Results: Presented article addresses the established diagnostic criteria for Sjögren’s syndrome and critically evaluates the most commonly used diagnostic procedures, presenting data from author’s own clinical experience. Diagnostic criteria for Sjögren’s syndrome are required both by healthcare professionals and patients, namely in order to provide a rational basis for the assessment of the symptoms, establish an individual disease prognosis, and orientate the therapeutic intervention.
Conclusions: Sjögren’s syndrome is quite a common autoimmune disease of which the diagnosis and treatment are not easily established. Due to its systemic involvement, it can exhibit a wide range of clinical manifestations that contribute to confusion and delay in diagnosis. The use of proper diagnostic modalities will help to reduce the time to diagnosis and preserve the health and quality of life of patients with Sjögren’s syndrome.
Keywords: Sjogren's syndrome; oral pathology; salivary glands; xerostomia; minor salivary glands; diagnosis.
Surface Properties and Osteoblastic Cytocompatibility of Two Blasted and Acid-Etched Titanium Implant Systems with Distinct Microtopography
J Oral Maxillofac Res 2012 (Jan-Mar);3(1):e4
Objectives: The aim of this study is to compare two commercially available screw-type sandblasted and acid-etched (SLA) Ti implant systems from Eckermann Laboratorium S.L., with similar geometry and distinct microtopography, regarding surface properties and osteoblastic cytocompatibility.
Material and Methods: Implant I (referred as a conventional SLA system) and Implant II (a system patented as Eckcyte®) were characterized for macro and microtopograpphy, surface roughness and chemical composition. For the cytocompatibility studies, human bone marrow osteoblastic cells were seeded over the implants’ surface, and the cell response was assessed for cell adhesion and proliferation, alkaline phosphatase (ALP) activity and matrix mineralization.
Results: Implant I presented a rough surface with irregularly shaped and sized cavities among flatter-appearing areas, whereas Implant II exhibited a homogeneous rough microporous surface. Compared to Implant I, Implant II presented higher Ra values (0.8 [SD 0.008] μm and 1.21 [SD 0.15] μm, respectively, P < 0.05) and also increased values of Rz, Rt and Rsm, a more negative value of Rsk, and similar RKu values. XPS showed the expected presence of Ti, O, C and N; Al, Si, F, P and Ca were detected in low concentrations. Implant II exhibited significantly lower Al levels. Both implants supported the adhesion, proliferation and differentiation of osteoblastic cells. Implant II showed a thicker fibrilar cell layer and an earlier onset and more abundant matrix mineralization.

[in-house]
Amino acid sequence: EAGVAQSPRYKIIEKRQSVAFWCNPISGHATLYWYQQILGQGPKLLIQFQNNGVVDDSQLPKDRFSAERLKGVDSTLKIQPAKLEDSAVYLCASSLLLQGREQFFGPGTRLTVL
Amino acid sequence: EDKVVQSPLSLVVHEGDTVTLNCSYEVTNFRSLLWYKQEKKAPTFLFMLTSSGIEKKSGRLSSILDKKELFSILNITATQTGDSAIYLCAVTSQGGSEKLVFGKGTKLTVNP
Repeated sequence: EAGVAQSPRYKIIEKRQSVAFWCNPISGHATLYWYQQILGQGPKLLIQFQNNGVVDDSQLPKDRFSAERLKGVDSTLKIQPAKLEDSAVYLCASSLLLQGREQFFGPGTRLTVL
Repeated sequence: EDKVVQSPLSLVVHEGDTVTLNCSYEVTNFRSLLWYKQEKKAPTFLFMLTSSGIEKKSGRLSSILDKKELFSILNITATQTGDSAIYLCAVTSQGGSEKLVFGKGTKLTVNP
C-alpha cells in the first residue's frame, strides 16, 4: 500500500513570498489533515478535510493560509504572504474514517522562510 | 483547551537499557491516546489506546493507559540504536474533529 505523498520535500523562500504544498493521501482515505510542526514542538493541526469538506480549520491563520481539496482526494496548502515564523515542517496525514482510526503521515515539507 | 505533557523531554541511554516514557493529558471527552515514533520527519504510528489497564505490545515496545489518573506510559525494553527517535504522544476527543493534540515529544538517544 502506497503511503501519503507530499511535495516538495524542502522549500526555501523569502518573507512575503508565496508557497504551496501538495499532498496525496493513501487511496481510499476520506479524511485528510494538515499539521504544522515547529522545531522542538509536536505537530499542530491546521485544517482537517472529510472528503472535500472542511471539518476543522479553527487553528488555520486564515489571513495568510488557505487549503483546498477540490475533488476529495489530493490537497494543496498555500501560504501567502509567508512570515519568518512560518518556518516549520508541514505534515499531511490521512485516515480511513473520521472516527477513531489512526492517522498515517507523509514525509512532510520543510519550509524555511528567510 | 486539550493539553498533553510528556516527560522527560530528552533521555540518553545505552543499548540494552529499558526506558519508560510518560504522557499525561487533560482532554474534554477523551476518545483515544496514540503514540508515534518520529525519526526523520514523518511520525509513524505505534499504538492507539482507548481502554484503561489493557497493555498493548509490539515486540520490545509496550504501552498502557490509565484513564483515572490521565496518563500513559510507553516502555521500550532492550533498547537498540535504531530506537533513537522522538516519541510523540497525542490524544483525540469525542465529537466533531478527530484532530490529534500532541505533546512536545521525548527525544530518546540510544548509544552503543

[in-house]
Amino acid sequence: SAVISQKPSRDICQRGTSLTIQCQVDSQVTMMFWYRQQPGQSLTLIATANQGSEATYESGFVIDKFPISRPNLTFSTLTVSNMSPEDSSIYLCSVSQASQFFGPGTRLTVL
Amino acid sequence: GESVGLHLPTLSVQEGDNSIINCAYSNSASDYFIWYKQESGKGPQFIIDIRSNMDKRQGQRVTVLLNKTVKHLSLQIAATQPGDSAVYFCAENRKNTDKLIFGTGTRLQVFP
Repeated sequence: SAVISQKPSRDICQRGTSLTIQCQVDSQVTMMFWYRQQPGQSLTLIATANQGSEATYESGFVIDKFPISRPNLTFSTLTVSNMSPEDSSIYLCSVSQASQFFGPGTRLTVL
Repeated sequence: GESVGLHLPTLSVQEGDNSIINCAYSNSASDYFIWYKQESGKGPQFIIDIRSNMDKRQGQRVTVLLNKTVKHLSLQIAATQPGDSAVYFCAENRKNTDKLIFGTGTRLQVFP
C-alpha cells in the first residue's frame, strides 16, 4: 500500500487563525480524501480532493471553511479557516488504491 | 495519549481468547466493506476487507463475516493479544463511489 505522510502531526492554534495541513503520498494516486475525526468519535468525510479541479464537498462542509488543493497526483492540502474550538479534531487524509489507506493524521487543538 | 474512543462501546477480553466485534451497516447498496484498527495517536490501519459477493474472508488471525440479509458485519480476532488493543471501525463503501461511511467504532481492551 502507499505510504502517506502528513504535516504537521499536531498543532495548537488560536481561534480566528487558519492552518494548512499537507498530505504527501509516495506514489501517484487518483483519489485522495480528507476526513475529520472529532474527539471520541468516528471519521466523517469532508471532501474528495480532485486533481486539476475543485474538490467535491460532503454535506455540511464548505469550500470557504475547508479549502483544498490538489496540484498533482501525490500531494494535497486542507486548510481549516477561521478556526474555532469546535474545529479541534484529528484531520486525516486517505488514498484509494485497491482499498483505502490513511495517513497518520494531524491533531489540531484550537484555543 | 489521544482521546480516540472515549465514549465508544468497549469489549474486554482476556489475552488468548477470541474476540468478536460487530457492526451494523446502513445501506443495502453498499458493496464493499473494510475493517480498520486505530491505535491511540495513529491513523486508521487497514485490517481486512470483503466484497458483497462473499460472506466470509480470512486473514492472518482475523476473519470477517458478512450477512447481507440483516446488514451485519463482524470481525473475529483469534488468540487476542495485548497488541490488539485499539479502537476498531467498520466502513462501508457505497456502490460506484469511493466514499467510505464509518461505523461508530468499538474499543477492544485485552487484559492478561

Conclusions: The homogeneous rough and microporous surface of Implant II is most probably a main contributor for its improved cell response.
Keywords: dental implants; surface properties; bone marrow; osteoblasts; differentiation cell; cell culture.
Bimaxillary Advancement as the Initial Treatment of Obstructive Sleep Apnea: Five Years Follow-Up of the Pori Experience
J Oral Maxillofac Res 2012 (Jan-Mar);3(1):e5
Objectives: Bimaxillary advancement surgery has proven to be effective treatment of obstructive sleep apnea syndrome. According to the Stanford protocol upper airway soft tissue surgery or advancement of tongue by chin plastic surgery is first carried out and if obstructive sleep apnea persists, then bimaxillary advancement is done. This study describes the 5 year outcome of 13 obstructive sleep apnea patients in whom the Stanford protocol was omitted and bimaxillary advancement was carried out as initial surgical treatment.
Material and Methods: Patients were divided in two groups. Group A comprised patients with obstructive sleep apnea (OSAS) confirmed by polysomnography in whom ODI-4 (oxygen desaturation index) was 5 or more. Group B consisted of patients with occlusal problems needing orthognathic surgery and with OSAS symptoms but no clear disease on polysomnography, where the ODI-4 index was less than 5. Both groups were treated with bimaxillary advancement surgery (BAS) as initial therapy.
Results: In the group A mean ODI-4 was 17.8 (SD 12) before treatment and 3.5 (SD 3.4) at 5-year follow-up (P = 0.018 in paired differences t-test). In group B the ODI-4 remained below 5. In group A mean saturation improved from 94.3% (SD 1.6) to 96.3% (SD 2), P = 0.115 and in group B from 96.3% (SD 1.2) to 97.8% (SD 1.7), P = 0.056 (in paired differences t-test). The static charge sensitive bed evaluation showed improvement in all patients except one.
Conclusions: Bimaxillary advancement surgery is safe and reliable as an initial surgical treatment of obstructive sleep apnea syndrome.
Keywords: obstructive sleep apnea; sleep-disordered breathing; maxillofacial orthognathic surgery; mandible; LeFort osteotomy; sagittal split ramus osteotomy.